And millions of kids probably had this latest strain without their parents ever knowing about it.
No parent wants to think that their child was sick and they never knew it. But according to new data coming from the Centers of Disease Control and Prevention, this may be the case for more parents and guardians during the COVID-19 outbreak than we’d like to realize.
New information from the CDC regarding antibody testing has found that millions more people have had COVID than have been reported, and that that number probably includes about 58% of kids.
We can learn more about how many asymptomatic cases of covid there have been by looking at how many people are carrying COVID antibodies around in their bloodstreams, and that’s exactly what the CDC did to discover just how widespread the last strain was.
According to new estimates by the CDC, more than 43% of the US population (140,018,000 Americans) have been infected with COVID-19 as of January 2022 — and this estimate comes from examining blood samples for COVID-19 antibodies.
As the Huffington Post points out, this January 2022 estimate of 140 million isn’t just larger than the verified case count of 79,198,539 as of the first week of March — it’s nearly double the number of people who have had reported and confirmed cases of COVID-19.
That suggests there’s a huge number of Americans who’ve had COVID-19 without knowing it, perhaps because they didn’t get tested, didn’t receive positive results at the time, or didn’t report positive home tests. And when it comes to kids, the overall infection rate estimate is even higher — which shouldn’t be surprising given highly-infectious omicron variant that hit when kids were back in school for in-person learning.
According to the CDC’s study, more than 58% of kids under 18 years old (roughly 43 million) have COVID-19 antibodies — and the number could be even higher given that it’s still unknown how long antibodies remain after an infection. But there’s only been about 12.7 million confirmed pediatric cases of COVID as of March 3.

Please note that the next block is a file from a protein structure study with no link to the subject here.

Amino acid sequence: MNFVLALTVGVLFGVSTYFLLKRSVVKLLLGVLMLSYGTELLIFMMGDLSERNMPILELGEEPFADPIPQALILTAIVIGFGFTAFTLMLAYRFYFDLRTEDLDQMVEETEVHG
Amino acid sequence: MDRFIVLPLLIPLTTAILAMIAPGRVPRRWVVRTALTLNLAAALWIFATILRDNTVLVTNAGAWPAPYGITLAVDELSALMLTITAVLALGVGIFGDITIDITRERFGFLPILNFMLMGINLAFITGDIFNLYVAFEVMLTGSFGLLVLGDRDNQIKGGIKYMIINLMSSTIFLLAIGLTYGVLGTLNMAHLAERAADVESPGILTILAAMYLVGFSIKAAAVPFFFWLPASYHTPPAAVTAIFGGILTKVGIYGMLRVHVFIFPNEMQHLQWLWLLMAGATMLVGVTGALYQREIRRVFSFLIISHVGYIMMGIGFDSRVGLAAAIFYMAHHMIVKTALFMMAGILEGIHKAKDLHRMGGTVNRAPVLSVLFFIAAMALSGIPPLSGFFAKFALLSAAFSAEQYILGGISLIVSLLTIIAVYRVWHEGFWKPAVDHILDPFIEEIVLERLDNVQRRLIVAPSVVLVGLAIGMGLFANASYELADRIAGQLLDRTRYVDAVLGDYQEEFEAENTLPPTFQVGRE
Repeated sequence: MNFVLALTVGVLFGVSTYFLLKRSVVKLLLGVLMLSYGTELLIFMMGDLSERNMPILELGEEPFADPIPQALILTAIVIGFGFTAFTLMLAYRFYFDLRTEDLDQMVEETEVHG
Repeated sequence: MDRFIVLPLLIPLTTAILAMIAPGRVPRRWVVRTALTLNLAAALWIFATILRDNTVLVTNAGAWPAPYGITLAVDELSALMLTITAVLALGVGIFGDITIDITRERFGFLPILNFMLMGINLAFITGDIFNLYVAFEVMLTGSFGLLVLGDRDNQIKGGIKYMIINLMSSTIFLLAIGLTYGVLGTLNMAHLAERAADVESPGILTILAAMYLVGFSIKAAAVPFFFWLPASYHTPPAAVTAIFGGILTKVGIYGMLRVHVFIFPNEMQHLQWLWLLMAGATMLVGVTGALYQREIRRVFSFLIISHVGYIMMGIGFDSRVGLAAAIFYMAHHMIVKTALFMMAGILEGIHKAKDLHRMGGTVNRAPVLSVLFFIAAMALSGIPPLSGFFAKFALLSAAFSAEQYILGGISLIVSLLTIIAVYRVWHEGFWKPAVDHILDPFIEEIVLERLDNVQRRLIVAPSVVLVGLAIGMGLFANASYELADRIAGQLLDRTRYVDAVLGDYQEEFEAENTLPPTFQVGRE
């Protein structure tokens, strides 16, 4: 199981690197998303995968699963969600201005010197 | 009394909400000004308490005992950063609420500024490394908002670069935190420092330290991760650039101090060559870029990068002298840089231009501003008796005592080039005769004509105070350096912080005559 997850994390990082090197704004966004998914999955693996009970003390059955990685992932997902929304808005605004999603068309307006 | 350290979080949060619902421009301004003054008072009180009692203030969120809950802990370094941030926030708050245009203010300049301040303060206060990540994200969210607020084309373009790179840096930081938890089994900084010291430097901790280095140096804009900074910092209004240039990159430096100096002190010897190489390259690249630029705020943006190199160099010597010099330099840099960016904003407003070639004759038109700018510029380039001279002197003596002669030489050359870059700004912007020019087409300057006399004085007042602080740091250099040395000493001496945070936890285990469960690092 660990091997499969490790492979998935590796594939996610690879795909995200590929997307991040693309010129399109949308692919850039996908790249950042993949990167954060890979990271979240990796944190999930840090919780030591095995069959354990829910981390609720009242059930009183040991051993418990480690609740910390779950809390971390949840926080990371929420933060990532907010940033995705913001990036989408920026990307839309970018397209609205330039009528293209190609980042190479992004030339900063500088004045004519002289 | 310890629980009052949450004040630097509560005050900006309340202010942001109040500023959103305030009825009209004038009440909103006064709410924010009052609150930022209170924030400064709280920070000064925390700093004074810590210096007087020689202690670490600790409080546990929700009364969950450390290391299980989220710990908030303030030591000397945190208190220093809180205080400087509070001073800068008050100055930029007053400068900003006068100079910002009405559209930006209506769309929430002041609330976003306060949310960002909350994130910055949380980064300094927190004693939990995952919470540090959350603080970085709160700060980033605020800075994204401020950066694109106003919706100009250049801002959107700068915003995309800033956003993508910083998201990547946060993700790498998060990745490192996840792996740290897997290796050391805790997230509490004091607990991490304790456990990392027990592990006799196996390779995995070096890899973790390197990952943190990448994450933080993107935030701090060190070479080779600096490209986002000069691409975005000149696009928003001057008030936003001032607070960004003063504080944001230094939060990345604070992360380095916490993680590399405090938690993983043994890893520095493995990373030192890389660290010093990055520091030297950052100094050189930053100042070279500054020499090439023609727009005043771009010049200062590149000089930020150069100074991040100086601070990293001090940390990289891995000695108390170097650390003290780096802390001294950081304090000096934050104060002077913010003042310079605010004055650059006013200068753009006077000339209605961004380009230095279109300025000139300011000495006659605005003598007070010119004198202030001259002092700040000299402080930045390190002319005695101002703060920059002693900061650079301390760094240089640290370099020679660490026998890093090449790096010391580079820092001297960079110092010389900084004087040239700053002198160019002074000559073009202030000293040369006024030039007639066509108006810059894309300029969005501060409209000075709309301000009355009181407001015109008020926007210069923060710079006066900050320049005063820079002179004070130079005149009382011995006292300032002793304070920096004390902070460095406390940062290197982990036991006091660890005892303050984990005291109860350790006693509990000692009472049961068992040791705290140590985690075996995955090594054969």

This could be for many reasons including that since kids tend to have milder symptoms, some parents didn’t get them tested — or that a number of moms and dads simply didn’t know their child even had COVID. Or that their kid previously had an asymptomatic COVID case they weren’t aware of, so when testing later after a family member or close contact got it, the child ended up being negative due to higher immunity from that past infection.
“Notably, if your child had COVID months ago, or had a mild case of COVID, the antibodies generated might have come and gone before you do the test,” Dr. Kelly Fradin, a pediatrician and author of “Parenting in a Pandemic,” told HuffPost. “Accordingly, a test is limited in its ability to tell you about prior infection.”
However, as we continue to navigate pandemic life, with all of the unknowns that come with it, and as mask restrictions start to ease in schools, there’s one thing that we do know. It doesn’t matter whether your kid has previously had COVID or not — there’s still a risk of reinfections and we need to continue to do everything we can to keep our children, as well as immunocompromised loved ones and high-risk community members safe. Listening to the CDC and their most current recommendations is going to be vital in controlling this disease and keeping our kids safe.